Gephardt Busts Inflation: Can you save on groceries by growing your own food?

May 9, 2023, 10:10 PM | Updated: 10:56 pm

SARATOGA SPRINGS, Utah — Carrie Schippers has big plans for her backyard garden.

“We’re going to grow zucchini, and peas, and snap peas, onions, and tomatoes, several herbs. I’m going to try lettuce, which I’ve never grown,” she said.

On the day we met her at her home in Saratoga Springs, we helped her set up her brand-new raised garden bed.

Between two sets of grow boxes, all the soil needed to fill them, plus delivery, seeds, drip sprinklers and other supplies, Schippers figures she is already $520 in on her new garden — and that is without a single plant in the ground. She hopes that in time, this will all be a money saver.

Grocery aisle sticker shock

“Oh my gosh, it’s been so bad,” Schippers said of the sticker shock at the grocery store. “I don’t even look at the prices anymore. I just put what I need in my cart and just try not to think about it too much because we have to eat.”

The average household in Utah forks out $1,508 every year on their fruits and veggies, an estimate based on figures from the U.S. Bureau of Labor Statistics and the U.S. Census Bureau. That adds up to be a pretty hefty grocery bill, so can you really cut into it by growing your own stuff?

“You can if you actually use the stuff you grow,” said Cynthia Stringham, owner of the 42nd Street Greenhouse. “I find a lot of people get super excited about growing their own vegetables. They grow a beautiful tomato and lots of tomatoes and then they don’t know what to do with it.”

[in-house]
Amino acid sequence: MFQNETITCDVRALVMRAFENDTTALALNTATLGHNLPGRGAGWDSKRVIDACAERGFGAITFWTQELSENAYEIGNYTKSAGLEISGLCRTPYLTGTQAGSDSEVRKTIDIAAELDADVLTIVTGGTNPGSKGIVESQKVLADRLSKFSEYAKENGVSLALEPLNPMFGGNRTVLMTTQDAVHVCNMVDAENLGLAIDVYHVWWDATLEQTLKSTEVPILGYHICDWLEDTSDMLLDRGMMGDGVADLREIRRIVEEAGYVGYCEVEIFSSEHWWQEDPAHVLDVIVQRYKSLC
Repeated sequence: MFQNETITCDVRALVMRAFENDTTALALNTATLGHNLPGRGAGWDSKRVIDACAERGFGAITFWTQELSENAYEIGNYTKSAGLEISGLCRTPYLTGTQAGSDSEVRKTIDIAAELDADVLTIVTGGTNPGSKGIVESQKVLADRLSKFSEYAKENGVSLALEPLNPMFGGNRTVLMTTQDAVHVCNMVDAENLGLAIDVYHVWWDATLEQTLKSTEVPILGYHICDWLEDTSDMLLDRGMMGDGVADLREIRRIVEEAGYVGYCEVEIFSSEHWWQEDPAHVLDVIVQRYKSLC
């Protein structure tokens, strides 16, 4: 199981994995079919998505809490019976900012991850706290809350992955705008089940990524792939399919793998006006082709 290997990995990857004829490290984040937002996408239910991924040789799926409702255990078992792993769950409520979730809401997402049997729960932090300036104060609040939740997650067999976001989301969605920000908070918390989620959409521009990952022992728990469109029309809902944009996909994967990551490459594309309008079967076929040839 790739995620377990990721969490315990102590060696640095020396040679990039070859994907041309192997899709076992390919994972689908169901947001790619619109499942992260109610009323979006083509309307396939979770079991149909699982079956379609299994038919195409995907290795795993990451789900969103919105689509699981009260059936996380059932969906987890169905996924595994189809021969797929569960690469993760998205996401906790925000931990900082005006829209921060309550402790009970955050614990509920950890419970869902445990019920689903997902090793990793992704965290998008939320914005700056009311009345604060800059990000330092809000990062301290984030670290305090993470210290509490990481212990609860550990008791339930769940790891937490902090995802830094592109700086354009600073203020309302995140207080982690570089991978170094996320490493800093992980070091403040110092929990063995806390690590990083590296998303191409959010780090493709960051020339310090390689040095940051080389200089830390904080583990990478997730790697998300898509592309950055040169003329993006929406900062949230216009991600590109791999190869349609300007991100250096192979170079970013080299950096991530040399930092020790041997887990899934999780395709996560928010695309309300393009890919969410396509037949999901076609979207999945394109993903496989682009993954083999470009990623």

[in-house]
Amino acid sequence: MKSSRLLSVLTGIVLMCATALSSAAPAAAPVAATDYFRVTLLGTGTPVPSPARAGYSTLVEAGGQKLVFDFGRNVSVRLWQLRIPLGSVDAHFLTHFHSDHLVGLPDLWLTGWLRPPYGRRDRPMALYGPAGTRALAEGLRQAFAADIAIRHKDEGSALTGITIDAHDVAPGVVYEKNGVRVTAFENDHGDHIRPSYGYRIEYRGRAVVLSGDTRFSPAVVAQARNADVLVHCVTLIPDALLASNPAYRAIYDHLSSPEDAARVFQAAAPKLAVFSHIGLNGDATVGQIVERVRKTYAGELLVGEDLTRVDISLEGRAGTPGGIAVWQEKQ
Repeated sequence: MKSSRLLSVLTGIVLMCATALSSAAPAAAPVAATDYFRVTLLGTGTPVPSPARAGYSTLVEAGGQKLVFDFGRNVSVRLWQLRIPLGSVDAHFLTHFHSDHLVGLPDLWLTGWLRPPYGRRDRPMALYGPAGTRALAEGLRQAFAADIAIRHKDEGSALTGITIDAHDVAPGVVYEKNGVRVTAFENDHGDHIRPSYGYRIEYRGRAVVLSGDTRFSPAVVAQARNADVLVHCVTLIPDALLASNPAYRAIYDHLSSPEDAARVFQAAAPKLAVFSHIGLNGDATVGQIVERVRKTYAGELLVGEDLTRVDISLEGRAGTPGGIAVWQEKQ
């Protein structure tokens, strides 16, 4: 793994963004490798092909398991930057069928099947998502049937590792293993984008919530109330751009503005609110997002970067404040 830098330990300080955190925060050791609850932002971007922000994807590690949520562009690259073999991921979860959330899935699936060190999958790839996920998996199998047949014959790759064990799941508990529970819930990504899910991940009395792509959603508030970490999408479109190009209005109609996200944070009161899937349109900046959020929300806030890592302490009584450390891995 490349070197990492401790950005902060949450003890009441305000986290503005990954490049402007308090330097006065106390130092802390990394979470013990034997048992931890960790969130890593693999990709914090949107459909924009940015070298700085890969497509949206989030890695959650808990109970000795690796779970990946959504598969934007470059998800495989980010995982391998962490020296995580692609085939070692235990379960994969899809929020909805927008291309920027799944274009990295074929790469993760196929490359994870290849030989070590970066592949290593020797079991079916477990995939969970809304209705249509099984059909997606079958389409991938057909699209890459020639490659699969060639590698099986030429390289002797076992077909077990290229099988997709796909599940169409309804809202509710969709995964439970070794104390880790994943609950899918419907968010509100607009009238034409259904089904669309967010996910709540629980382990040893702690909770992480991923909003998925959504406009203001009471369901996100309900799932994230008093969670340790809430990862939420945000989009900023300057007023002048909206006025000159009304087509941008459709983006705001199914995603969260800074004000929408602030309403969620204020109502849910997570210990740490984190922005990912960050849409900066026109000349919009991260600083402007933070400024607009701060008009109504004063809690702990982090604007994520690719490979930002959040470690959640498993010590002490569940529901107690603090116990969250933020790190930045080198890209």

Carrie Schippers says she has several reasons for wanting to start a garden. (Jeff Dahdah/KSL TV)

Where to start?

Stringham’s advice is to start by growing things you like to eat. You are more likely to take care of them.

“I actually eat from my garden every day,” she said.

And her family uses and preserves everything they grow.

Growing things which can be easily preserved also stretches your grocery dollar, and keeps you stocked in the off-season.

“If you can preserve it correctly — either by freezing or by canning, bottling,” she said.

That includes tomatoes, onions, peppers, beans, rhubarb, cucumbers and more.

Cynthia Stringham, owner of 42nd Street Greenhouse, explains to KSL’s Matt Gephardt how growing herbs can be a good cost saver for backyard gardeners. (Tanner Siegworth/KSL TV)

Another way to save: Sow your own seeds. Sure, you can buy starter plants — they are less work than seeds and more fun to plop into the ground — but they cost more.

“Some plants won’t do as well in Utah because our grow season is short,” Stringham explained. “So, you can start a lot of these plants indoors. If you have a grow light, or a very like, extremely bright, sunny window — has to be at least eight hours of extreme bright light. But you can grow these plants indoors, or you can go and shop around for some discount prices.”

Starter plants can be less work, but Stringham says sowing seeds can save you even more money.